Walter Mason & Thang Ngo
Author Walter Mason, 40, is doing a PhD on Australian self-help literature. Thang Ngo, 44, is a strategy and planning manager at SBS Radio, has a popular food blog [noodlies] and, from 1999 to 2008, served on Fairfield City Council in Sydney. The couple met when Walter was 19.
WALTER: We met at a nightclub in Oxford Street in 1990. It was purely lust. We danced for an hour before introducing ourselves. Then we went outside to his friends. He didn’t want them to think he’d just picked someone up, so he said, “This is my good friend, Warren”, and I had to say, “Excuse me, my name’s Walter.” Neither of us was interested in having a partner. His mother had just died and I’d had several very unsuccessful relationships. We spent this insane, intoxicating period together and we’ve never left each other’s side since. He saved my life, because I wasn’t a very stable person. I was an angry, depressed party boy doing the drug scene. I couldn’t hold down a job and had no vision of my own possibility. He encouraged me to think about the future.
He’s incredibly generous. He’ll do anything for me and my family. We hadn’t been together long and my grandparents, uninvited, came to stay in our bedsit in Darlinghurst. Thang collected them from the station and treated them beautifully.
Often I think we have no problems and then I catch myself in a screaming fight. Admittedly, it’s always me screaming. I can be very emotional and he’s the opposite. If he’s upset he won’t express it. In 1999, we split up because of that. He was unhappy with my behaviour and hadn’t told me. After that, we both agreed that we’d treat each other with the same respect that we’d give to someone outside the relationship.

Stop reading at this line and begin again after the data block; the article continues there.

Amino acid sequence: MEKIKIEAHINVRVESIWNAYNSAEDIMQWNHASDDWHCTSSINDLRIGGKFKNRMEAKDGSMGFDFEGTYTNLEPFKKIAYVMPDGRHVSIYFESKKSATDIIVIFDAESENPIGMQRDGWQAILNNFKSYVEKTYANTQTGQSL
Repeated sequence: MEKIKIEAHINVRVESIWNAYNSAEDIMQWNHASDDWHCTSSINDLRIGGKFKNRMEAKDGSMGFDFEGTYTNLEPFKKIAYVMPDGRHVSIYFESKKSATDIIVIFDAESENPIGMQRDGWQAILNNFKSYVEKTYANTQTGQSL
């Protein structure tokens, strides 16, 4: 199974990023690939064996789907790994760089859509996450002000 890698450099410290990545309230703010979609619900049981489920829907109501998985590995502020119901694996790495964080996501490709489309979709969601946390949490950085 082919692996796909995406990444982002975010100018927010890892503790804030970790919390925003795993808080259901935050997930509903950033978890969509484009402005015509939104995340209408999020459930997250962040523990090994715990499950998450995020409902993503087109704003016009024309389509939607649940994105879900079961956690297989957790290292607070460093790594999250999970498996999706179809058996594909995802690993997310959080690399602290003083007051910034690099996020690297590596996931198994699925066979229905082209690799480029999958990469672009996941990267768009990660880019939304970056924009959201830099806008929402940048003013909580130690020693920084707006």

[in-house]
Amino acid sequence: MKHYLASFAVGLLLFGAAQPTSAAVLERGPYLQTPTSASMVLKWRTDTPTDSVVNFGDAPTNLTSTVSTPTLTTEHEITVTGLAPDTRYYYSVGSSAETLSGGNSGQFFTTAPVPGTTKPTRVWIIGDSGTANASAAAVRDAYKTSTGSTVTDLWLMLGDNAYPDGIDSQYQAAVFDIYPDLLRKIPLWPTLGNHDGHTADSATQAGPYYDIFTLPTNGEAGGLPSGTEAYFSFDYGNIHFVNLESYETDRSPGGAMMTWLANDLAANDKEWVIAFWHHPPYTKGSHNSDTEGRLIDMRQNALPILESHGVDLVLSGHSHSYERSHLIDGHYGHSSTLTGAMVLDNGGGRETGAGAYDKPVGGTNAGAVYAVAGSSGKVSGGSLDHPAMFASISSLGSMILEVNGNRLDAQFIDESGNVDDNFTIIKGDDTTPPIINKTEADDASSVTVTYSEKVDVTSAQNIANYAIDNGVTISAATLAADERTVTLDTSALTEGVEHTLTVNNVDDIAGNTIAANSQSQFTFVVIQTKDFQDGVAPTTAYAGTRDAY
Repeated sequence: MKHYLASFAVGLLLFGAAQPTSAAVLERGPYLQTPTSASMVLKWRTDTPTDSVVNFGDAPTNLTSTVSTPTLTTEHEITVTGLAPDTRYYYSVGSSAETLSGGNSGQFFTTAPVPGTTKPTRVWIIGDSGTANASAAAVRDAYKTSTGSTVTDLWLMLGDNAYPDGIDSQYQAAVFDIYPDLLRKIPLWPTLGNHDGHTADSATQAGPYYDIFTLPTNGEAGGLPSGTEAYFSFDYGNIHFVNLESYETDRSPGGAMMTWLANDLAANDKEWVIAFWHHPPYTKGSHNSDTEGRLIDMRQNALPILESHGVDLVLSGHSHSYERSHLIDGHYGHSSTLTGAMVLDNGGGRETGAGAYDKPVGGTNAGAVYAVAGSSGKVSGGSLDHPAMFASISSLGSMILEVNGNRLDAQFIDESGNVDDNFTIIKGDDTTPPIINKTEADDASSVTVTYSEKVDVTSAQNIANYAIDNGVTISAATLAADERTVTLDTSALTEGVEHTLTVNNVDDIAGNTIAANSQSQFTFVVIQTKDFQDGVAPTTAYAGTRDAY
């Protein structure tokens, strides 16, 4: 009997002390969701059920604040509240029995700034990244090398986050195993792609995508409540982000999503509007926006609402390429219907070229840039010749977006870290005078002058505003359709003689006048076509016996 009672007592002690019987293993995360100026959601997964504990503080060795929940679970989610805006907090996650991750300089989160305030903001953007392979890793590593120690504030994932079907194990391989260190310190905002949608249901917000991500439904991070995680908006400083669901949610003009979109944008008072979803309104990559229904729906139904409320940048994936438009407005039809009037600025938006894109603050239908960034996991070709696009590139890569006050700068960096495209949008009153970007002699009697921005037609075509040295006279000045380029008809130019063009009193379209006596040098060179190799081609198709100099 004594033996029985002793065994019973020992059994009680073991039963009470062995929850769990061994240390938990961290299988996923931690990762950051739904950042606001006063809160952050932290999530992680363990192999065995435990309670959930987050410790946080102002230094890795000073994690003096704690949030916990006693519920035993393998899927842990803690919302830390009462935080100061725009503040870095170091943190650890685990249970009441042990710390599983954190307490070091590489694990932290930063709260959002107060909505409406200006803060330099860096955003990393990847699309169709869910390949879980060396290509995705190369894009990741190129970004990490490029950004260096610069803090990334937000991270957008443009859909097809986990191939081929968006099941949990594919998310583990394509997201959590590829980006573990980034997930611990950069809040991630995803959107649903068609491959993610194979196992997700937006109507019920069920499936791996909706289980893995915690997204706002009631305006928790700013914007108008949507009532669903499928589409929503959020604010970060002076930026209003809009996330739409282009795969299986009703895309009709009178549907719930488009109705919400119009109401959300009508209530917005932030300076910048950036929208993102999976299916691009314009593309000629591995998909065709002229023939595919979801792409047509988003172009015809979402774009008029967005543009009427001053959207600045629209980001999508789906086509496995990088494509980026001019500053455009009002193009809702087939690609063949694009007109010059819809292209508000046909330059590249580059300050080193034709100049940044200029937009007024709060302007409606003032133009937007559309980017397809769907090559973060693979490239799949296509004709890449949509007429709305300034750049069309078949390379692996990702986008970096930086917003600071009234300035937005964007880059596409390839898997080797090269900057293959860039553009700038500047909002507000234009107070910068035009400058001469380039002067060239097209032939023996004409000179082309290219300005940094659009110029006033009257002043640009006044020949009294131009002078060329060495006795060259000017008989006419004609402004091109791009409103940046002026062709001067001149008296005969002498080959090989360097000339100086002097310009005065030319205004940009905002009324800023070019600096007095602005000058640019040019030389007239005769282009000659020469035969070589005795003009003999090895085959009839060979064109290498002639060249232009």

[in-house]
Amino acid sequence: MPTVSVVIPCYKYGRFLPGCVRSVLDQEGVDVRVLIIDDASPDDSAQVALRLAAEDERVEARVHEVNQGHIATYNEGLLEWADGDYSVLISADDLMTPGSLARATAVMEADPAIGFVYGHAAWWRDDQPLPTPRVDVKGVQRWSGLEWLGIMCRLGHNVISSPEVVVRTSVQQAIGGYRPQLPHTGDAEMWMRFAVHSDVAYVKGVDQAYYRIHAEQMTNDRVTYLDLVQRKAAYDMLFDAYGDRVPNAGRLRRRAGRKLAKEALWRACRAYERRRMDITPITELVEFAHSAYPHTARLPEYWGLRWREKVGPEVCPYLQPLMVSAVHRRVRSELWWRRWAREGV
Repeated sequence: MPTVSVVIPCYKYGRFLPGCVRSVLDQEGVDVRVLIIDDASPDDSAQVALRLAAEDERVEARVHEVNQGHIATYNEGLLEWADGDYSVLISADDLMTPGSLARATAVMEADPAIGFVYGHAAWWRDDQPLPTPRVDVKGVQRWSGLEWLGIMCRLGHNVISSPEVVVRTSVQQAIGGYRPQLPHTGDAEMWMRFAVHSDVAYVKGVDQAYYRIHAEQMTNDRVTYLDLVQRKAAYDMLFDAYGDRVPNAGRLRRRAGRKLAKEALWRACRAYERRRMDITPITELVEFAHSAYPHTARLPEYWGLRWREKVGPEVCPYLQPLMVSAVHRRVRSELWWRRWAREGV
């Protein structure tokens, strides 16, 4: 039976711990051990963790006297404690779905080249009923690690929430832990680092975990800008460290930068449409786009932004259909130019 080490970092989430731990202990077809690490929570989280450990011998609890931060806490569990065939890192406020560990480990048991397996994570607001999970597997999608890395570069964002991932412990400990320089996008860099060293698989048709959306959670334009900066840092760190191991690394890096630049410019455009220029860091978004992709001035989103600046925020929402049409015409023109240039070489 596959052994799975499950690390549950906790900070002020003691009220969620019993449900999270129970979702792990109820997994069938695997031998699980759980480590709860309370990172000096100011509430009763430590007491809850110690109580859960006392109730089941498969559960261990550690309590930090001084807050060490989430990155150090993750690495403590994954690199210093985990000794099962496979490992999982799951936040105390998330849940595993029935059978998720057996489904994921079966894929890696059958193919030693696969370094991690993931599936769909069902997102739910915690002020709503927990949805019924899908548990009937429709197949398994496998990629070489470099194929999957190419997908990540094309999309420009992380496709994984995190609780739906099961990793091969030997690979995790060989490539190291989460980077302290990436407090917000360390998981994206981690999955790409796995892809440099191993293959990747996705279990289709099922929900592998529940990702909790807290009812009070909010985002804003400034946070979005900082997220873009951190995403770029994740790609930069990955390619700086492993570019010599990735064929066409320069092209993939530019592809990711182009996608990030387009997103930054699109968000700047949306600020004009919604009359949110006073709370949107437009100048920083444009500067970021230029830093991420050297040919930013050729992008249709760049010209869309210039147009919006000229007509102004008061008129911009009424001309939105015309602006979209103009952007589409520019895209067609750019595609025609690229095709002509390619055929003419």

I’m an all-or-nothing person. If something slightly difficult happens, I throw up my hands and say it’s all impossible. I went to university before we met and quit two years into it. Then I went again and quit again. It wasn’t until I was 35 that I got a degree.
I went to Vietnam with Thang in 1994. It was the first time I’d left Australia. Initially, I hated Vietnam, but then I fell in love with it. I would never have gone if I hadn’t met Thang. I certainly wouldn’t have had such an attachment to the country and learnt the language.
He was a representative of Cabramatta on Fairfield Council when the Vietnamese community had a really bad image. He was part of the reason why that changed. It’s not easy to negotiate community politics and I found his behaviour absolutely faultless. I was very proud of him. I joke that I’m a dilettante, whereas Thang’s built this incredible career. He’s worked hard and strategically moved jobs and extended his skills. He’s a well-off, clever career man. And I seem to have been incapable of that path.
He’s like a mountain for me. If I have a problem, I know he’ll be able to solve it. He works out the insurance and buys the cars.
We were at a dinner party recently and I was telling this story he’s heard a thousand times. Everyone was laughing and he was laughing the loudest of all. I thought, “That’s really nice, after 21 years he still thinks I’m hilarious.” I have utter faith in his ability in everything and he has faith in my ability to be interesting at every turn. He jokes about what would happen if he dies, and I say I’ll go and live in a monastery.